Avalanche Advisory

Turnagain Area Avalanche Advisory
Monday, March 17th 2014 7:00 am by John Fitzgerald
ARCHIVED ADVISORY - All advisories expire after 24 hours from the posting date/time.
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The Bottom Line

The avalanche danger is MODERATE on slopes under 35 degrees, and most terrain below treeline.  

Above treeline, in wind loaded areas and on steep upper elevation slopes the avalanche danger is CONSIDERABLE.

The likelihood of triggering fresh wind slabs 12-18” in depth is on the high end of the scale today.

The likelihood of triggering a dangerous deep slab avalanche up to 5’ in depth is much lower.  However, the consequences of triggering a deep slab are high due to their potential size and volume.

An enjoyable day can be had on slopes under 35 degrees, away from the runout of large paths and by avoiding likely trigger points.

 Show the Complete North American Avalanche Danger Scale
3 Considerable Alpine / Above 2,500' Travel Advice: Dangerous avalanche conditions. Careful snowpack evaluation, cautious routefinding and conservative decision-making essential.
2 Moderate Treeline / 1,000'-2,500' Travel Advice: Heightened avalanche conditions on specific terrain features. Evaluate snow and terrain carefully; identify features of concern.
2 Moderate Below Treeline / Below 1,000' Travel Advice: Heightened avalanche conditions on specific terrain features. Evaluate snow and terrain carefully; identify features of concern.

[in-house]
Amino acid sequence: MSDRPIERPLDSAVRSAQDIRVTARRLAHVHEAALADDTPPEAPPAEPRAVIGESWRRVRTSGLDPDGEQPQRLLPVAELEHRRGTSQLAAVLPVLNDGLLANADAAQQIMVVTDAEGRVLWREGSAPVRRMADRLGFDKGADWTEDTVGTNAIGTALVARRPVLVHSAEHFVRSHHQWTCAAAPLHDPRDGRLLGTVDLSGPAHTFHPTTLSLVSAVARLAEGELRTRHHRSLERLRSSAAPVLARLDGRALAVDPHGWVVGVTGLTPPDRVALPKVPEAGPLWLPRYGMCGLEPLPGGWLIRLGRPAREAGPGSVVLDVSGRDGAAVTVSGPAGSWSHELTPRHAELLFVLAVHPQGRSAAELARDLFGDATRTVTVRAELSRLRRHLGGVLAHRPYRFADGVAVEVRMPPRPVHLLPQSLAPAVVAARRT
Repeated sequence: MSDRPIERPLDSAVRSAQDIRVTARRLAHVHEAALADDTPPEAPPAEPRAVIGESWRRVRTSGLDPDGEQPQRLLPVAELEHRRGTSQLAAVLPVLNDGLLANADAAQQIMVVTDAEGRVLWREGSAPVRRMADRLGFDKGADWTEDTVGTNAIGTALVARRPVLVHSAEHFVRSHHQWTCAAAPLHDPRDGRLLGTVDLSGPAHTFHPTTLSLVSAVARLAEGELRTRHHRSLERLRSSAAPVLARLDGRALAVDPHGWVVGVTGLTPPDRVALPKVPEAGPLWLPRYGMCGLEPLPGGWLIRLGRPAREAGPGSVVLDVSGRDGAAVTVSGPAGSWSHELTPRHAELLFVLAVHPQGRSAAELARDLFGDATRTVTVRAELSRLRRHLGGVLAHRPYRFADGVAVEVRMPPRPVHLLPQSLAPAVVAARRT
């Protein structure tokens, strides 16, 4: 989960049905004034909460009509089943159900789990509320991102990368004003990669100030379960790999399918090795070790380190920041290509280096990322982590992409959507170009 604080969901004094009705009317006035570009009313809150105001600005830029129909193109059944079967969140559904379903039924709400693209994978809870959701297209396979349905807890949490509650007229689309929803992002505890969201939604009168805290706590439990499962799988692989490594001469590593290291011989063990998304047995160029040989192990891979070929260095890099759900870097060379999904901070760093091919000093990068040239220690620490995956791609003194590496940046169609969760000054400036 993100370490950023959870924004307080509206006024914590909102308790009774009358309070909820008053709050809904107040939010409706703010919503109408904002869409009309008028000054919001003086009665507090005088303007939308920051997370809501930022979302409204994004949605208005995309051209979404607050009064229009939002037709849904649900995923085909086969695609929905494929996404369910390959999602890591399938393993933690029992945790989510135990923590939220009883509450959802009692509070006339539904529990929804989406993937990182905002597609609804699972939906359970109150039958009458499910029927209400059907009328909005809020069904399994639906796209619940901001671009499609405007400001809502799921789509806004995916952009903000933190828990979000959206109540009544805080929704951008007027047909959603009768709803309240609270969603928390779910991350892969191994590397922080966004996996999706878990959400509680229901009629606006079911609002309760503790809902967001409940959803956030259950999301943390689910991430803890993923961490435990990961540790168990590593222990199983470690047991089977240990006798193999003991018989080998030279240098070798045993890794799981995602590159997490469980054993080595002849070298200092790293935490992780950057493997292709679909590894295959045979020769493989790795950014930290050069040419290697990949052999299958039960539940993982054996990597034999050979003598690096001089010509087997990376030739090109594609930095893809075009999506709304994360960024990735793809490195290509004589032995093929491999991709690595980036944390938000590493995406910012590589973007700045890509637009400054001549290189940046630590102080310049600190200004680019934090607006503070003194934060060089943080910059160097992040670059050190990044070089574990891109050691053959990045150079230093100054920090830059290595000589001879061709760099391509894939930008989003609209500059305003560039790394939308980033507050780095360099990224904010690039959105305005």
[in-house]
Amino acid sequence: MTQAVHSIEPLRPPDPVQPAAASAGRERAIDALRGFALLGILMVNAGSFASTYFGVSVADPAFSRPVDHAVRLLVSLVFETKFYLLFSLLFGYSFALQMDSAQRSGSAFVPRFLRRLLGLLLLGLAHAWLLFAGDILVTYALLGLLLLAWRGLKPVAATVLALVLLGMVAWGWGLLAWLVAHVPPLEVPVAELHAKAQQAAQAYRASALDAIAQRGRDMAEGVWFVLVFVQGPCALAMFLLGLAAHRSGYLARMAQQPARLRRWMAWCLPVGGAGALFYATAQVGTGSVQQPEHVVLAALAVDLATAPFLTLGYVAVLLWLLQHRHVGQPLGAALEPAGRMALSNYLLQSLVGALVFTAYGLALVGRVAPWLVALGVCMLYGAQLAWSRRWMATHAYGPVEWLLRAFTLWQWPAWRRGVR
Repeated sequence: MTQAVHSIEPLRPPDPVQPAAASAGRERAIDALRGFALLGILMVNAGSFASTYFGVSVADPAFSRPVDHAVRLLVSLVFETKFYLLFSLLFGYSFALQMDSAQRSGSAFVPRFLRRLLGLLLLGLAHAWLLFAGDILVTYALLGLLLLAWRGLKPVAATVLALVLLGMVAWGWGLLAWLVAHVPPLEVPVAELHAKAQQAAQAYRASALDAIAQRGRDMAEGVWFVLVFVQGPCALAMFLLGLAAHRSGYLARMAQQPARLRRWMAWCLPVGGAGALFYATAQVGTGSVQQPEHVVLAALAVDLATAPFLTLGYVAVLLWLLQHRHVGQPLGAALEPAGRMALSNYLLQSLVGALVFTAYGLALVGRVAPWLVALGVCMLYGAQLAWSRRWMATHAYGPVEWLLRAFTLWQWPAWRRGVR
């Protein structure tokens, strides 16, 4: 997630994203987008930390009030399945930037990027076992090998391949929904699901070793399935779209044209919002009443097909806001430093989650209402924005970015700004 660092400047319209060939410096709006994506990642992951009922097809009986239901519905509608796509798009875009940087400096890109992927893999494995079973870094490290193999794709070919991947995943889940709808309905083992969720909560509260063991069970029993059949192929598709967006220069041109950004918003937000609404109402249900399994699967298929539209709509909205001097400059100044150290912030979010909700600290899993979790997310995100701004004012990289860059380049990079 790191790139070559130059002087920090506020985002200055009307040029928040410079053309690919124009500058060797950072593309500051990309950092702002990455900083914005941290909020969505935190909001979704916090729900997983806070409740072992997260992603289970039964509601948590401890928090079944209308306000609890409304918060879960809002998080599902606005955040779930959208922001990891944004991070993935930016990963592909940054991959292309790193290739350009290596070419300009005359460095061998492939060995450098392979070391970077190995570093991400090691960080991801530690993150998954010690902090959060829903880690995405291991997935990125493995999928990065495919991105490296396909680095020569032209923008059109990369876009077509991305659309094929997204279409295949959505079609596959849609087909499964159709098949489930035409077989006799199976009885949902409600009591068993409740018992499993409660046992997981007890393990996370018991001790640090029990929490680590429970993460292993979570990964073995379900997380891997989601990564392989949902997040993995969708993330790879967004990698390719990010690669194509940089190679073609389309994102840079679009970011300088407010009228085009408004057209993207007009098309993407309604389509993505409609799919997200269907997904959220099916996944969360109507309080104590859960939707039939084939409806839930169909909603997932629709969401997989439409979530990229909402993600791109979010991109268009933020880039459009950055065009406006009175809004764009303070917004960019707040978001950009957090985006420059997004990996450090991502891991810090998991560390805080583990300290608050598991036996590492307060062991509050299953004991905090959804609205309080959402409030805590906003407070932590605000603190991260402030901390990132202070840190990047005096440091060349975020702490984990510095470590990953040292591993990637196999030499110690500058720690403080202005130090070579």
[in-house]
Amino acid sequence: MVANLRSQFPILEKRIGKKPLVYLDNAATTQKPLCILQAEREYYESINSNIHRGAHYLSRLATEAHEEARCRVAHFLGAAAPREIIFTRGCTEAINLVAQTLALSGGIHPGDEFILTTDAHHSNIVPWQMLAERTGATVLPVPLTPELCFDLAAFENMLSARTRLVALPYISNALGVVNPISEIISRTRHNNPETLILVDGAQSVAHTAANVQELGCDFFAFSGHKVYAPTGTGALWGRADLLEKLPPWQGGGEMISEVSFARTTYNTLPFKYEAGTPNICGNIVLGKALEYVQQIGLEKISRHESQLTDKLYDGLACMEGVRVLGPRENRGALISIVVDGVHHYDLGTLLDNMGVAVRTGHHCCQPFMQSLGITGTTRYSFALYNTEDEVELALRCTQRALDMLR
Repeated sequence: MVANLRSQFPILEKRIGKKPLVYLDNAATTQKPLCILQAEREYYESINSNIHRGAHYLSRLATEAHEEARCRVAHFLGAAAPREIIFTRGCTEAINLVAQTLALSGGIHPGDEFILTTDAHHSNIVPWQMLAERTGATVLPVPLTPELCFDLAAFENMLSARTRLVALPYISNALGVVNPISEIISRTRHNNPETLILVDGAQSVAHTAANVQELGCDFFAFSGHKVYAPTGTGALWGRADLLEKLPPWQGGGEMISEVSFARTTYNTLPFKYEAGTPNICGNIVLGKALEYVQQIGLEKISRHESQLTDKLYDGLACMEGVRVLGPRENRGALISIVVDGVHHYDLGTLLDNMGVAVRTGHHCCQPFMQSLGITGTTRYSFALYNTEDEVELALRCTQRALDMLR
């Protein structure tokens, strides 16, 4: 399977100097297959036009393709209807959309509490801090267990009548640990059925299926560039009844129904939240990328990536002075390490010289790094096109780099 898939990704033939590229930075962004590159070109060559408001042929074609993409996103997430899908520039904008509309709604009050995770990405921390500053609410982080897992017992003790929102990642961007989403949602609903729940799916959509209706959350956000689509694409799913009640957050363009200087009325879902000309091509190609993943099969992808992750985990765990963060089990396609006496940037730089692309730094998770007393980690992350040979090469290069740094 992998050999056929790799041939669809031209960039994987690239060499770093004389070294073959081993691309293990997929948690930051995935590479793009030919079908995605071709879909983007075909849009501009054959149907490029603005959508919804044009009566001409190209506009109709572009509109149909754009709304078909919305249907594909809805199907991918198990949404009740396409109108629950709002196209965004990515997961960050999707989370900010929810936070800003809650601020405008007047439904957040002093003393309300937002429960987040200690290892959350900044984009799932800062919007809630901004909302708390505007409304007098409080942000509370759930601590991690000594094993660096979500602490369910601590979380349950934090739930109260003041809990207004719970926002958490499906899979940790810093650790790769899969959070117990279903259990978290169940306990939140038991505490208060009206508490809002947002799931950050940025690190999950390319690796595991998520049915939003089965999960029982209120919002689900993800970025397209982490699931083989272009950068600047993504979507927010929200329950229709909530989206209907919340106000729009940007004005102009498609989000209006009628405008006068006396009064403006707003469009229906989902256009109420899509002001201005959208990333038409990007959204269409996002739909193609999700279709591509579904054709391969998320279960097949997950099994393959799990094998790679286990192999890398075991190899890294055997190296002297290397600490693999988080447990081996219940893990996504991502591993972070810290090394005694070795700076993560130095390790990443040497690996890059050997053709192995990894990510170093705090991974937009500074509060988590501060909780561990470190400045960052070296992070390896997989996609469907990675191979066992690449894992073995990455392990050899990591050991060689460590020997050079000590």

Avalanche Problem 1

A modest amount of new snow overnight and continuing into today will be easily blown around by the wind.  The most likely avalanche problem to encounter today will be freshly formed wind slabs on leeward slopes, in starting zones and in cross loaded gullies.  Slab depths will be in the 12-18” range.  

General wind direction will be out of the East and in the 30 to 40 mph range on ridge tops.  Keep in mind that wind direction will vary from place to place.  Rather than focus on the compass, it is more important to be able to recognize wind slabs by their look and feel.  They will appear rounded, smooth and pillowy.  They will feel “upside down” and hollow.  Shooting cracks, an obvious sign of unstable snow, commonly occur on newly formed wind slabs.

Avoiding terrain where wind slabs are present will be the best way to manage this problem today.

Avalanche Problem 2

A layer of weak snow buried 2-5 feet deep is still taking time to adjust to the load it received last week (5’ snow/5” water).  This layer was the likely culprit in numerous large natural and human triggered avalanches over the weekend.  While time is helping to heal this wound, the destructive potential of an avalanche at this layer is significant.  This newest slab, a combination of the March 10th and March 14th storms, is thick enough in most places that it is difficult to impact the layer in question.  Because of this it will be possible to travel on steep terrain without any of the obvious signs, including avalanches, to show themselves.  It will also be possible for a slope to have a plethora of tracks on it before releasing.  Add in the fact that we have had avalanches triggered remotely and this problem becomes even more complex.